First-instance court
Federal Court of Appeals in Civil and Commercial Matters

On 16 July 2021, the Federal Court of Appeals in Civil and Commercial Matters rejected a claim seeking damages for the use of an individual's image in a company's promotional video.


The defendant, Taraborelli Automobile SA, a local car dealer, produced a promotional video aimed at showing customers aspects of daily work at the company. The plaintiff, a former employee of the defendant, voluntarily participated in the video. After the plaintiff's resignation in 2017, the company continued to publicise the video.

Consequently, the plaintiff initiated a court action, requesting:

  • the immediate cessation of the use of her image; and
  • compensation for the unauthorised and improper publication of her image through social media.

The plaintiff argued that she had never authorised the public use of her image. She also claimed that she had been personally affected by the publication of the video as she was working for a competitor at the time.

The defendant alleged that all of its employees had been invited to participate in two promotional videos to be used within the company and published on social media, and that the plaintiff had voluntarily accepted this proposal. Further, the company stated that the employees had been properly informed that the videos would be used both internally and publicly. Additionally, Taraborelli Automobile mentioned that it had immediately removed the videos from social media as soon as it had become aware of the plaintiff's claim.

First-instance court

The first-instance court dismissed the complaint on the grounds that the plaintiff had consented to the use of her image. The decision was appealed by the plaintiff.

Federal Court of Appeals in Civil and Commercial Matters

The Federal Court of Appeals in Civil and Commercial Matters rejected the appeal and confirmed the first-instance court's decision on the basis of the following arguments:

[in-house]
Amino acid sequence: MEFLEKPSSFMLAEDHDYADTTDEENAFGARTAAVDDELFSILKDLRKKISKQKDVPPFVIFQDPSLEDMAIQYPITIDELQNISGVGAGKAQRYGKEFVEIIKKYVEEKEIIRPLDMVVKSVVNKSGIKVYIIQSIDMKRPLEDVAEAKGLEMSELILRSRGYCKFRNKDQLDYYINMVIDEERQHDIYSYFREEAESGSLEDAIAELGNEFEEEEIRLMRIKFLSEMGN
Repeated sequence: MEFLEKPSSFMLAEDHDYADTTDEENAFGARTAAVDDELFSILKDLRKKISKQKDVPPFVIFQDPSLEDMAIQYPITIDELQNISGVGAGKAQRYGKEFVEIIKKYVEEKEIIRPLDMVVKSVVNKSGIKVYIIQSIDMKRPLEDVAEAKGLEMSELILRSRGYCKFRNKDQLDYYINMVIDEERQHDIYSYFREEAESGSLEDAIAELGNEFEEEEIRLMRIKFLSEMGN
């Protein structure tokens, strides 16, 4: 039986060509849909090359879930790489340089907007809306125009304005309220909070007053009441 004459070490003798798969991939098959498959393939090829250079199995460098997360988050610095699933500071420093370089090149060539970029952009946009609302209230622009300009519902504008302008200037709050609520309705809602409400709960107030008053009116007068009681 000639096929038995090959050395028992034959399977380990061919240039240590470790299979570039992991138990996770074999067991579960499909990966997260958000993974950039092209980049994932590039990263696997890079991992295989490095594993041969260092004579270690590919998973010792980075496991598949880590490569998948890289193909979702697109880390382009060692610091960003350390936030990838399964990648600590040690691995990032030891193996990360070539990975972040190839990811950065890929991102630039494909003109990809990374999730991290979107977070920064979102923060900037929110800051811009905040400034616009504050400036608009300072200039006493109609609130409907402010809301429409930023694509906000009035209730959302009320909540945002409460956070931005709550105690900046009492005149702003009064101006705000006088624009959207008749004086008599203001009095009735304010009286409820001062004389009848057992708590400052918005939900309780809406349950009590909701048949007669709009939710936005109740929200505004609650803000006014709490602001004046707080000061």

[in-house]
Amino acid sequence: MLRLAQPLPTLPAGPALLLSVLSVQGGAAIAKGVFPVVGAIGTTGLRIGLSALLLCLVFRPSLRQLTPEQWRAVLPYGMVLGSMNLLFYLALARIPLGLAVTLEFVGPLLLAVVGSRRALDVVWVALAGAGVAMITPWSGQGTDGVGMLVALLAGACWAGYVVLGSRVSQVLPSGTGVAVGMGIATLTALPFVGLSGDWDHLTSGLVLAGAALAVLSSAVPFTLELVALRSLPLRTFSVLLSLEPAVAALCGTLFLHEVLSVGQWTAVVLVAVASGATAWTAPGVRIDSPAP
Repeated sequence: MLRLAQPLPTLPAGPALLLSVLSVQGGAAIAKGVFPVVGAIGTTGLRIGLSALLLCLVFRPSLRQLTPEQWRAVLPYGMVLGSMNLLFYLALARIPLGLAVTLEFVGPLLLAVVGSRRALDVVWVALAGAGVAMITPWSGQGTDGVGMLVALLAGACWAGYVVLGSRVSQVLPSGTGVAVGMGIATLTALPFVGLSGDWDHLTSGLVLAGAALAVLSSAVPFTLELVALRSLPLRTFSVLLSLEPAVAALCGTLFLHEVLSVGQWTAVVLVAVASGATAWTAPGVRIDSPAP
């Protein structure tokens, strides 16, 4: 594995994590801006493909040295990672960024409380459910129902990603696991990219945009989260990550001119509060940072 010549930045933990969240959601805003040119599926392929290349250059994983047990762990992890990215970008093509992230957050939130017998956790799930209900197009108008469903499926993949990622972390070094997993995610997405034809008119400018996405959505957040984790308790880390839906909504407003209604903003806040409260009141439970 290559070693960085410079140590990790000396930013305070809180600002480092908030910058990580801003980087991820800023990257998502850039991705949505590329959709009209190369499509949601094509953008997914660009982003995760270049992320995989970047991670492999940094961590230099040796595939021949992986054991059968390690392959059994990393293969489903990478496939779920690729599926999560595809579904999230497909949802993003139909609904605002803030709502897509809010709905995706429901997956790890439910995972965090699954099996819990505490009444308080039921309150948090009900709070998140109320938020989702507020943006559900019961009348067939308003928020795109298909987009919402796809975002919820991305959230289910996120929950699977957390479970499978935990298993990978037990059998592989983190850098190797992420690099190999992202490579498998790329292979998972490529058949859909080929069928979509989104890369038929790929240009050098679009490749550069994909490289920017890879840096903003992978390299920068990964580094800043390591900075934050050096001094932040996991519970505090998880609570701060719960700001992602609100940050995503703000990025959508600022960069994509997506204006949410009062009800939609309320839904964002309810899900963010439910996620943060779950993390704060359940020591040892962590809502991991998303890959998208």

• Recording a person's image is illegal unless their explicit consent is obtained or an exception to the consent rules applies to the case.
  • The authorisation to obtain a person's image does not necessarily constitute an authorisation to reproduce such image. These are two different actions that require separate consent.
  • The consent cannot be assumed; it must be construed restrictively and it is revocable.
  • There is no rule that provides that consent must be given in writing; authorisation can be given in writing, verbally and/or by other reliable means.

With regard to this case, the Court held the following:

  • The evidence showed that the plaintiff had given her consent to participate in the company's videos.
  • The plaintiff had known that the video would be displayed on the company's premises as well as on social media.
  • The plaintiff's request to cease the use of her image when instituting the claim constituted her wish to revoke her consent. Thus, the company's decision to stop using the video complied with the law. If the company had continued displaying the video, this would have caused damages to be compensated.

For further information on this topic please contact Mariano Peruzzotti or Valentina Gonzalez Medina at Ojam Bullrich Flanzbaum by telephone +54 11 4549 4900 or email ([email protected] or [email protected]). The Ojam Bullrich Flanzbaum website can be accessed at www.ojambf.com.